Infection with CMV is extremely common in humans, and is usually asymptomatic. In immunocompromised hosts, however, such as transplant recipients and patients with AIDS, CMV infection is associated with significant morbidity and mortality. It is also the most common congenitally-acquired infection and the leading infectious agent causing mental retardation and deafness in congenitally infected children. In recent years CMV has been associated with a variety of syndromes including hypertension, severe pulmonary complications in patients in intensive care-units, and with a specific brain tumor, glioblastoma multiforme. Although the exact role of CMV in these syndromes is unclear, CMV replication appears to affect the natural history and outcome of disease processes in immunocompetent individuals as well. Unfortunately, despite significant ongoing research effort, there is still no CMV vaccine approved for universal or targeted use. Thus, it is important and necessary to develop preventive and treatment modalities for prevention and treatment of CMV infections.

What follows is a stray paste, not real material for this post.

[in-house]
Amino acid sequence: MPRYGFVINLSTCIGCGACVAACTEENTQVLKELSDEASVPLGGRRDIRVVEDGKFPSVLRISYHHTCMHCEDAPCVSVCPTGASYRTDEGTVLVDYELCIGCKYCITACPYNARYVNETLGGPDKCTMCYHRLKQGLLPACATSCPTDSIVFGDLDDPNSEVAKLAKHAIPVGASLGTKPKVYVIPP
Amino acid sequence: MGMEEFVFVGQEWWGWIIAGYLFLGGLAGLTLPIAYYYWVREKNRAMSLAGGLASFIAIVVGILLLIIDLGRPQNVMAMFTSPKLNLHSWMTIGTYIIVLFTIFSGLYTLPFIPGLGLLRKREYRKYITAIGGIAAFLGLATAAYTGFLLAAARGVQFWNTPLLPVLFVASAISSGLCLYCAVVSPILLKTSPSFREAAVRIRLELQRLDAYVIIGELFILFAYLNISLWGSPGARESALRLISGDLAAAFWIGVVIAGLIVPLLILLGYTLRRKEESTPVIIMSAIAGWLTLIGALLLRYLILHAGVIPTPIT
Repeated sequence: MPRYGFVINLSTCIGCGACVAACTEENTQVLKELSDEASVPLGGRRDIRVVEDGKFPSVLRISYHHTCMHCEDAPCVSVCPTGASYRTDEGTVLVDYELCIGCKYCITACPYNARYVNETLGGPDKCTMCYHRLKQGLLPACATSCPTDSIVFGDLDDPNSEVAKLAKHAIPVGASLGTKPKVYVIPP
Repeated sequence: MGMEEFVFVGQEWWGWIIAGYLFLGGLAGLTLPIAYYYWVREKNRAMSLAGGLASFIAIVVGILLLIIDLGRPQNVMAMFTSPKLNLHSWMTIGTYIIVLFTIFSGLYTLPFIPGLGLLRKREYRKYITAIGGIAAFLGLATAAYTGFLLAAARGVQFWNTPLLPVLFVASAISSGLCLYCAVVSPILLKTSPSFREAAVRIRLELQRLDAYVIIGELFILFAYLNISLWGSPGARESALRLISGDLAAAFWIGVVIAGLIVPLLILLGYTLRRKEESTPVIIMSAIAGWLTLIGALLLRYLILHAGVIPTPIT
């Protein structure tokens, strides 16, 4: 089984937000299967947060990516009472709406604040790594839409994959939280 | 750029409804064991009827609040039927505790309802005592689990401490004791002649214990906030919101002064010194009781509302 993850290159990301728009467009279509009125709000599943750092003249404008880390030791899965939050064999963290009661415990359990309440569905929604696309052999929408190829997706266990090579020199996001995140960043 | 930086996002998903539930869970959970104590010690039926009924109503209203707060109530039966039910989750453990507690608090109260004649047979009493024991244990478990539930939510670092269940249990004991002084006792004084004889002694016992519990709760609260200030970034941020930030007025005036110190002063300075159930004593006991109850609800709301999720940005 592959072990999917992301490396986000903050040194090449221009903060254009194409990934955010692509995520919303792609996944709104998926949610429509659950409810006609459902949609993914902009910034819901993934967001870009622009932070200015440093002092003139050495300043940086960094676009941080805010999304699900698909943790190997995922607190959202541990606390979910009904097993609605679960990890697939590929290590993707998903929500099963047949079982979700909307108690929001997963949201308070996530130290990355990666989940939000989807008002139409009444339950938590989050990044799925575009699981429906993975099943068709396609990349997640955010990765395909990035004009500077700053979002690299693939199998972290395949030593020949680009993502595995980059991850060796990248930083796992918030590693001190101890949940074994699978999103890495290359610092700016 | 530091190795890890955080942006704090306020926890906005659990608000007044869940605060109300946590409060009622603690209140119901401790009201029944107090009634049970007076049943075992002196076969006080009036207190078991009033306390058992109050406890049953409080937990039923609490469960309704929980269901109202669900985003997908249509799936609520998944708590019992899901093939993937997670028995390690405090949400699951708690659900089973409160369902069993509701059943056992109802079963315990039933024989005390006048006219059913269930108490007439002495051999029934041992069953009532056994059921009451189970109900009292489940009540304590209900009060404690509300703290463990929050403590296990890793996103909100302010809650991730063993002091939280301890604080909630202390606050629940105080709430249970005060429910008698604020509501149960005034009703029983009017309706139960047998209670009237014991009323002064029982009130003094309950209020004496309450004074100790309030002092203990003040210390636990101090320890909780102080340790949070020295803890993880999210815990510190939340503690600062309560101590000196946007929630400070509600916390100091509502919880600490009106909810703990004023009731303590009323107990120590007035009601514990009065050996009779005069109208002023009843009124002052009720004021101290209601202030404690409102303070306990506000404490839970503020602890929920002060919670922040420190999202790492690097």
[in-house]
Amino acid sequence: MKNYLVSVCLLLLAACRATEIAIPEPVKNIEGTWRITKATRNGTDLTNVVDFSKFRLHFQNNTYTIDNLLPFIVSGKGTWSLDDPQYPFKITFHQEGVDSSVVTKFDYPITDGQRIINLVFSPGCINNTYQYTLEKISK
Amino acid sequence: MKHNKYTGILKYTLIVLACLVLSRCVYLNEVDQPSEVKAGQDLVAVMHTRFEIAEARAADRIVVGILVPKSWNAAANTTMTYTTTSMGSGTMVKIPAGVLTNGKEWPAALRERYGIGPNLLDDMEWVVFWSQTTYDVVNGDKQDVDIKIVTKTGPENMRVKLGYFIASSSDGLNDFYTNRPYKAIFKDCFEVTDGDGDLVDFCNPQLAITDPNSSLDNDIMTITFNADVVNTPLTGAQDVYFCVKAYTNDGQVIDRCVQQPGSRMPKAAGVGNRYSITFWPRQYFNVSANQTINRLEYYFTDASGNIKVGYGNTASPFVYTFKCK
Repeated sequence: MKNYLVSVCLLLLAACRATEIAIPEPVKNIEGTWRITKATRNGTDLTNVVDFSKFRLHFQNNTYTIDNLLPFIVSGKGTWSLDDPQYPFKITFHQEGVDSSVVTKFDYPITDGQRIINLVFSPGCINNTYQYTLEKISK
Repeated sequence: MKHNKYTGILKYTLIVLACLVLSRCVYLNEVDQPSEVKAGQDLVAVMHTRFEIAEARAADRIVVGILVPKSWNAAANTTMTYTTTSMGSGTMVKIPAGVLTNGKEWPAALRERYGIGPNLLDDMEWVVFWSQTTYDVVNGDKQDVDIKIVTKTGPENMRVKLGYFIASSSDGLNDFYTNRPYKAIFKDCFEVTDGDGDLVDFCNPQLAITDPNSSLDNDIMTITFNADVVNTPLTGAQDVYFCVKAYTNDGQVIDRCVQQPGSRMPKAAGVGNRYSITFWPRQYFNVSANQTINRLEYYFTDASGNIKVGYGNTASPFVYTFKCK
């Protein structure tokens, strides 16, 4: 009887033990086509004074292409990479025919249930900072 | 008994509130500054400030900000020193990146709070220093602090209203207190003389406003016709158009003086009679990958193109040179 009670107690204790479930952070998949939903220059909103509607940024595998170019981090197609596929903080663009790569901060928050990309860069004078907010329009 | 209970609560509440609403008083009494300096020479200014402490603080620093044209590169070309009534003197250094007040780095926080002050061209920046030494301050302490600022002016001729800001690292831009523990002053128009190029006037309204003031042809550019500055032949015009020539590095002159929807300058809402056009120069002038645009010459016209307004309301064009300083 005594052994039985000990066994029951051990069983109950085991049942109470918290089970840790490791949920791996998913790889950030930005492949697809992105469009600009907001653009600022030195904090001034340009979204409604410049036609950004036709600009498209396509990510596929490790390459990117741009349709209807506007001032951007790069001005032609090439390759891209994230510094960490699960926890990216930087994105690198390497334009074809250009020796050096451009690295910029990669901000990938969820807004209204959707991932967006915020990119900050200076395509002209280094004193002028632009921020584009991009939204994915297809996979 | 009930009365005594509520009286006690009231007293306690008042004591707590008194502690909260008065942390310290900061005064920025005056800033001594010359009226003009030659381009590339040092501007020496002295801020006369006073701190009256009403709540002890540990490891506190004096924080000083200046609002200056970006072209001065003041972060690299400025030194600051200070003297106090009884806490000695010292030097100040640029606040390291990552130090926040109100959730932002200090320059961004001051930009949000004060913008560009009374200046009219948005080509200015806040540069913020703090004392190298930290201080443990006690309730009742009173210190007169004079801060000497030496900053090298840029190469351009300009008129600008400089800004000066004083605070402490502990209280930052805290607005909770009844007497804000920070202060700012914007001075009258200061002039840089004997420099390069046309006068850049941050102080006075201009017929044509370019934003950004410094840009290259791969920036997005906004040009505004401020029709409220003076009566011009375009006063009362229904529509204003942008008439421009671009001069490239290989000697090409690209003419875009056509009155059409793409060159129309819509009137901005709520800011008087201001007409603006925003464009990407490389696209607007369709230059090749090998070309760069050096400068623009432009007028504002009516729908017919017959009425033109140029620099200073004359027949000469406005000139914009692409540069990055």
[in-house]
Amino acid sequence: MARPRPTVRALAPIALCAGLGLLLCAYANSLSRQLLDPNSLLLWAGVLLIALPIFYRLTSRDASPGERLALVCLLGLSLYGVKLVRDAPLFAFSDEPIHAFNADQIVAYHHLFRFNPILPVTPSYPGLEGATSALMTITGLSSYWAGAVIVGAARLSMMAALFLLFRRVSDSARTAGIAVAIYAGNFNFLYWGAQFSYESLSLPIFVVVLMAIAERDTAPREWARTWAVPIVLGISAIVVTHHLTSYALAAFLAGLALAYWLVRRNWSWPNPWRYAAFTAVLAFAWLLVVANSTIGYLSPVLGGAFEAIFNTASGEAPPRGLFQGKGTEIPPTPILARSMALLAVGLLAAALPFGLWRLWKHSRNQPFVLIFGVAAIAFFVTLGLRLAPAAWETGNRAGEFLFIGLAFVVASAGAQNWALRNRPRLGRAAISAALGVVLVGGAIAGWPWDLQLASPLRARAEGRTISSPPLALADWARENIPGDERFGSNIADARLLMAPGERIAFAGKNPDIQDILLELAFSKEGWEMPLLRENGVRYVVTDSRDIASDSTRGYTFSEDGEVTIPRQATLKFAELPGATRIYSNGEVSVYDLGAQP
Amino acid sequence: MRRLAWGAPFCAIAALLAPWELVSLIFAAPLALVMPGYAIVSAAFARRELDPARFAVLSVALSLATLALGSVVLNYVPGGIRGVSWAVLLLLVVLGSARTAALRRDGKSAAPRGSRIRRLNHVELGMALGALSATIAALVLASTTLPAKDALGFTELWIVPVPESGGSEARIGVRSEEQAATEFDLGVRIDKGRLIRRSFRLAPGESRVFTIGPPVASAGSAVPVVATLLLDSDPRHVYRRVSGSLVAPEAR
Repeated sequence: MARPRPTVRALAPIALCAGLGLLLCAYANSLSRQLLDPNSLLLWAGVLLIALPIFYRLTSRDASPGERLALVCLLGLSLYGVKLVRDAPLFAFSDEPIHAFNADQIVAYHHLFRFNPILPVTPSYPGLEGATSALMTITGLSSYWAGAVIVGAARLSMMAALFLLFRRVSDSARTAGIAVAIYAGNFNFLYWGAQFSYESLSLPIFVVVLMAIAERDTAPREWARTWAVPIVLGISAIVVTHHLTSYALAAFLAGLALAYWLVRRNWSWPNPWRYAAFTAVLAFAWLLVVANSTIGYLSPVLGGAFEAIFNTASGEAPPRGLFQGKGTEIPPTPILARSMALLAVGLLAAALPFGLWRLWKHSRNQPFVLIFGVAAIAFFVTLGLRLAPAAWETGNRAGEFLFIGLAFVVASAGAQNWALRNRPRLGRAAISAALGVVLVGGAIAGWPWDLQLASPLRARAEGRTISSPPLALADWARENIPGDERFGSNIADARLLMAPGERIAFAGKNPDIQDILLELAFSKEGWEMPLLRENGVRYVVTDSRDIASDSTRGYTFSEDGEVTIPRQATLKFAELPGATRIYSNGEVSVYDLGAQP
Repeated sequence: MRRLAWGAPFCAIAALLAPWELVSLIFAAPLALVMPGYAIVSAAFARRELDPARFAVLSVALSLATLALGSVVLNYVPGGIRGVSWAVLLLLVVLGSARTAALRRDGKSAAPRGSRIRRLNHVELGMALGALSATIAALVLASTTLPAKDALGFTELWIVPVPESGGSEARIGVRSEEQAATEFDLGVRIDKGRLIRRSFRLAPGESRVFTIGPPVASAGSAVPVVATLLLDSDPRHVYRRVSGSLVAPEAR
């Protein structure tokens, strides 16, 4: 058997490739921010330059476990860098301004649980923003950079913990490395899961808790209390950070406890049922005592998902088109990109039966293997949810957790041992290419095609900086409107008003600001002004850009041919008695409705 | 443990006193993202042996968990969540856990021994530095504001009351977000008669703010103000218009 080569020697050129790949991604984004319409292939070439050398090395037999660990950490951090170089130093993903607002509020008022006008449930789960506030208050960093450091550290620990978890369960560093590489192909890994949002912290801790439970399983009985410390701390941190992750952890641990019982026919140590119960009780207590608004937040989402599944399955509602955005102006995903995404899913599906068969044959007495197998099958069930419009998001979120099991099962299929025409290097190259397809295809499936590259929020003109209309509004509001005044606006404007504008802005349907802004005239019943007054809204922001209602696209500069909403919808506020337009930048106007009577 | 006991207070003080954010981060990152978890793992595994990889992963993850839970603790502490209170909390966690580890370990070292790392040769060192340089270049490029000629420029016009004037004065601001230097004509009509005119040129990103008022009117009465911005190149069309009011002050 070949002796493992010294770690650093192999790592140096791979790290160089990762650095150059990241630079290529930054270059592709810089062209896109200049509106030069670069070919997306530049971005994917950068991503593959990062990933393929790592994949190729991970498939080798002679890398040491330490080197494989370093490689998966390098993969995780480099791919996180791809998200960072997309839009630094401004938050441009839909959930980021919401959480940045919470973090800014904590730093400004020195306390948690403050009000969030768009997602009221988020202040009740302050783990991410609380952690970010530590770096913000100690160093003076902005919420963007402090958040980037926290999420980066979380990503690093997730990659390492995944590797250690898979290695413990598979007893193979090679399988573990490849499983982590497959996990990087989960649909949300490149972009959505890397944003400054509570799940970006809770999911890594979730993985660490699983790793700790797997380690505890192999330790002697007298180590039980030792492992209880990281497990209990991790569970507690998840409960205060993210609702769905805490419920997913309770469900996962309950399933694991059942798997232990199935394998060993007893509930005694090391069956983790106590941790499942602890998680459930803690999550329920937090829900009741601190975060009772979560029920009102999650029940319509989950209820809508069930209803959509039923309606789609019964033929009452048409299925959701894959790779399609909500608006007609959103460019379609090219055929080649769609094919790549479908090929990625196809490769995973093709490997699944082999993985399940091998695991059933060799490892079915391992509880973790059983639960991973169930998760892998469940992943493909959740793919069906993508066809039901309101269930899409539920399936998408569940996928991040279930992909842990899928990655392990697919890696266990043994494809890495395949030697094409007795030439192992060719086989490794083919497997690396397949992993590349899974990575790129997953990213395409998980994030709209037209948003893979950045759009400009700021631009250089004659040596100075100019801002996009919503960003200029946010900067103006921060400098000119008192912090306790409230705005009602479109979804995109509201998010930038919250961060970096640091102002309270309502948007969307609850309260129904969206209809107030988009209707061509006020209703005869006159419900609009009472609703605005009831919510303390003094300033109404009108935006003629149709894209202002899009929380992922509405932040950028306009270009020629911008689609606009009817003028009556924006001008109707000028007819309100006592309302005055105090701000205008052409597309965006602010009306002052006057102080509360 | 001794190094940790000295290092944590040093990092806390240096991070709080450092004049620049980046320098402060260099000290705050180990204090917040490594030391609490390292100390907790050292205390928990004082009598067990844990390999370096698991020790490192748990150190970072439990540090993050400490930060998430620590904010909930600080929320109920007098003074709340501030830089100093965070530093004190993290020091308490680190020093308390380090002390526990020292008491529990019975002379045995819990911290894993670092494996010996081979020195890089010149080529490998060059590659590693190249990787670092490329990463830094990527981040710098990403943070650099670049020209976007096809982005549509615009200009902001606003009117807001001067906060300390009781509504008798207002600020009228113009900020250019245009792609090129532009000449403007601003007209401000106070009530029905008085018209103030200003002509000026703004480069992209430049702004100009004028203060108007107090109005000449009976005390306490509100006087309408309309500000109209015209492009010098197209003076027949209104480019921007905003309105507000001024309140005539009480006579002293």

The need for new and effective therapeutic strategies for treatment and elimination of HIV infection is also evident. While much focus in the past and even presently is centered around development and testing of drugs such as AZT that inhibit viral replication by targeting reverse transcriptase activity other approaches beyond RT inhibitors are needed to deepen the therapeutic armamentarium.
New PBI affiliated research is ongoing with respect to novel plant-derived products that are active against both HIV and CMV. In addition, recent research conducted at major facilities within the USA has now provided evidence that the antiviral activity of PBI-05204 is even effective against viruses that cause deadly hemorrhagic fevers such as Ebola and Marburg viruses. This research is proving to show new mechanisms of action and activity at levels that are believed to be effective in a clinical setting. In addition, research conducted at Southern Methodist University has shown surprising activity against HTLV-1, a virus that affects the quality of life in many third world countries around the world. This branch of research is new to PBI but demonstrates great promise.